A French elderflower liqueur

How to Drink Liqueur

You can enjoy liqueurs numerous ways. Since they are pretty sweet in nature, many people consume them as after-dinner drinks. A coffee liqueur or cream liqueur added to your post dinner cappuccino or espresso is always satisfying. Herbal liqueurs are often used as digestifs which as you could have guessed, aid digestion. Floral or bitter liqueurs are delicious simply on rocks or topped with a sparkling wine. Add citrus liqueurs such as triple sec to cocktails like margaritas. There’s really no wrong way to use these tasty treats so get to your local liquor store, grab a few and get to mixing!

Liqueur Cocktails

Almost every cocktail you know uses the combination of spirit or wine and liqueur. From the classic Margarita to a Kir Royal, you can’t go wrong adding in a little extra flavor to your next cocktail. Need some inspiration? Here’s a list of well known cocktails (and some variations) to get you started! Once you’ve mastered these, just keep the proportions the same and start interchanging the cordials. You’ll never get bored flavoring cocktails again!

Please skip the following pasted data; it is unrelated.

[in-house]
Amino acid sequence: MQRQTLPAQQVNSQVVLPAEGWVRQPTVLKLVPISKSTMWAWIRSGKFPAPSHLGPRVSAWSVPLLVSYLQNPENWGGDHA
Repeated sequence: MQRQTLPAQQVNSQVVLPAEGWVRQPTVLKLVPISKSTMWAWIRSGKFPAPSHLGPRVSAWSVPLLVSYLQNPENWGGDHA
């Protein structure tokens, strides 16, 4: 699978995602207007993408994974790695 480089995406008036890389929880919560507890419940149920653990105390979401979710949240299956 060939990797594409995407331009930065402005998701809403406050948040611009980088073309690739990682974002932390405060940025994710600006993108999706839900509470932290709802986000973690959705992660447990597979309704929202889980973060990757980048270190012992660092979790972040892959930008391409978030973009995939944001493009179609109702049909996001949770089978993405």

Method: Combine all ingredients in shaker with ice. Shake and double strain into glass. Optional servings: on the rocks, up or blended. Optional Garnishes: lime wheel, salt or sugar rim.


  • 1.5 oz tequila
  • .75 oz Cointreau
  • .75 oz fresh lime juice
  • .5 oz agave syrup


  • 1.5 oz tequila
  • .75 oz Hpnotiq
  • .75 oz fresh lime juice
  • .5 oz agave syrup


  • 1.5 oz tequila
  • .75 oz Luxardo Maraschino
  • .75 oz fresh lime juice
  • .5 oz agave syrup

Side Car


Method: Combine all ingredients in shaker with ice. Shake and double strain into coupe. Optional Garnishes: lemon twist, sugar rim.



  • 2 oz brandy
  • .75 oz Yellow Chartreuse
  • .75 oz fresh lemon juice

Sweet Vanilla 

  • 1.5 oz tequila
  • .75 oz Licor 43
  • .75 oz fresh lemon juice



Method: Fill a wine or tulip or stemmed glass with ice and add liqueur. Pour Prosecco and top with a splash or two of club soda. Optional garnish: lemon or orange twist.



  • 1.25 oz Aperol
  • 2 oz Prosecco
  • club soda


Dessert Martinis


Method: Combine all ingredients into shaker with ice. Shake hard and double strain into martini glass. Optional garnishes: Coffee beans, chocolate shavings, shaved hazelnut

Creamy Espresso

  • 1 oz Amarula
  • 1oz espresso
  •  1 oz Kahlúa

Chocolate Coffee

Nuts & Berries

  • 1 oz Chambord
  •  1 oz Frangelico
  • 1 oz heavy cream